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Media Watch -

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(generated from captions) is shared by Carl. Becky's relief that all has gone well he would react after the operation. Both had been secretly worried about

for her, showing them to me, CARL: I know that was a thing

my reactions would be. she were worried what

I didn't know what to expect. I was a bit worried meself about it, turning out fantastic, But the end result has ended up

better than anybody expected. she's over the moon, So, yeah, I know showing them to everybody. 'cause she won't stop So...yeah, it's been brilliant. Hello, Judith. Hello!

Oh, thank God. We brought you loads of chocolate. Oh, my God, yes. And some pressies! Look at the balloons and things! Flowers? to see my boobs, I'm sorry. You're going to have I'll have to show you. Hey, beautiful. I feel really good. and I was laughing and smiling, I think I came around from the op 'cause I was that happy to wake up, I was like, "Oh my god! and I saw these for the first time, from?" "Oh bejesus, where've they come (All laugh) And I will in two seconds. but you can...are you ready? There's a bit of blood and stuff, Are you sure? ALL: Yes.

No. (Laughs) Go on. They don't look any different! Oh, wow! Oh, my god! Oh, they're brilliant! They're huge. Oh, my god! They're unbelievable. They're amazing! (Friends clamour) They're absolutely amazing, Becky! looked down and saw these puppies. Can you imagine when I woke up and They've got to grow yet. They look brilliant. (All talk at once) to make the most of everything, I just hope that from this, I learn and I think I will. I think I've already got that in me, myself as much as I can push myself, but I'm gonna make sure that I push and make the most of everything. has taught me anything, Because I think if this one chance, it's taught be that you've got a great chance, and I've been given make the most of it, totally. and I'm going to Then he kicked her out? LAUGHTER "Your driving's appalling..." And he was like, she had the faulty gene, The years of worrying whether operation are now at an end. and the months waiting for the It's time to look forward. that I wasn't any different - The minute I woke up, I realised even looked down at that stage, I was still me, no matter, I hadn't I was still the same person no nothing, but I knew as I was before I went in,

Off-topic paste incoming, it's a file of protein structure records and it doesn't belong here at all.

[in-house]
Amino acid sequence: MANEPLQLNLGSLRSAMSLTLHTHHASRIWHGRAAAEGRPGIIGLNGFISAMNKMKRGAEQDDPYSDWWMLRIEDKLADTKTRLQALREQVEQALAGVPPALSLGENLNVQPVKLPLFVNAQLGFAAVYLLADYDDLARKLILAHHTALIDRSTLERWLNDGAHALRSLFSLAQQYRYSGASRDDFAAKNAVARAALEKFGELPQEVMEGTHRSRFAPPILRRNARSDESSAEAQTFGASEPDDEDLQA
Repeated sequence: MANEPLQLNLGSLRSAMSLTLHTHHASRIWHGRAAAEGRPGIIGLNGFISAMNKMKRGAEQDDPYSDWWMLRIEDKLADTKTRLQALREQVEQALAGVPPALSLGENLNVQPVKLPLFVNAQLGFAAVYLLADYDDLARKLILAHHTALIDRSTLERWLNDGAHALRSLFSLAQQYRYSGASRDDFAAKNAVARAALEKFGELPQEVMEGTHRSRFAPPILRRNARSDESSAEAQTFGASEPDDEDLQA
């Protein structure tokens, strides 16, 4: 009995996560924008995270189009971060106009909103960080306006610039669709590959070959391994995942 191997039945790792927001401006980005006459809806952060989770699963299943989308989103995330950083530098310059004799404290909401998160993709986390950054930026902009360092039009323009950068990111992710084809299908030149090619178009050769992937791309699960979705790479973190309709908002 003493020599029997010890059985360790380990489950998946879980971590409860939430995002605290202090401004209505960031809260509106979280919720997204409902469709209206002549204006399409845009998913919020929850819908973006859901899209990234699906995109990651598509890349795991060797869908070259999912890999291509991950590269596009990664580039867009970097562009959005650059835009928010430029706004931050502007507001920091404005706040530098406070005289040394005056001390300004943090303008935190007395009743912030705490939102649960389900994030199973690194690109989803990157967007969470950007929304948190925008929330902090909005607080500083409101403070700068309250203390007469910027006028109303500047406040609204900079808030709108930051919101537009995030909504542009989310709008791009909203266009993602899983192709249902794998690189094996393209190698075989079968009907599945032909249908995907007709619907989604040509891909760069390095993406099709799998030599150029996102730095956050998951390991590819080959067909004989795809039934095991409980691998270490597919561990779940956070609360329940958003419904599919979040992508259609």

and I was really happy about that. She would be a nightmare. Fantastic! (Laughs) my own fate, my own destiny, really. I have changed, sort of, If this had of been me 20 years ago, I'd have probably had breast cancer. in another five years time, I've been given a choice, I feel very honoured that the major thing that's kept me going you know, and I think that's been is that I've got a choice. You know, it's my choice. destiny's not making it for me, Nobody else is making it for me, you know, nothing else - it's mine. To Becky. Here's to Becky. GLASSES CLINK Aww... ALL CHEER And to Becky's boobs! presentations on selected topics. Four Corners now offers broadband about the future of oil at: You can find the latest special

This program is not subtitled This program is captioned live. Nine News with Jo Hall. ANNOUNCER: This is National Good evening. Justin Koschitzke Another scare for St Kilda ruckman an umpire in a VFL reserves match after he clashed heads with this morning. No, we're not kidding. Melbourne evening news last weekend, That was the lead story on Nine's with the news while other networks led in Lebanon. of the rapidly escalating war

I'm Monica Attard. Hello and welcome to Media Watch. Aberrations like that aside, there's been major media attention some of it very good - on the Middle East conflict - the usual overemphasis though we can't help noticing in the war zone. on Australians trapped on the dangers close to home, It seems we always prefer to focus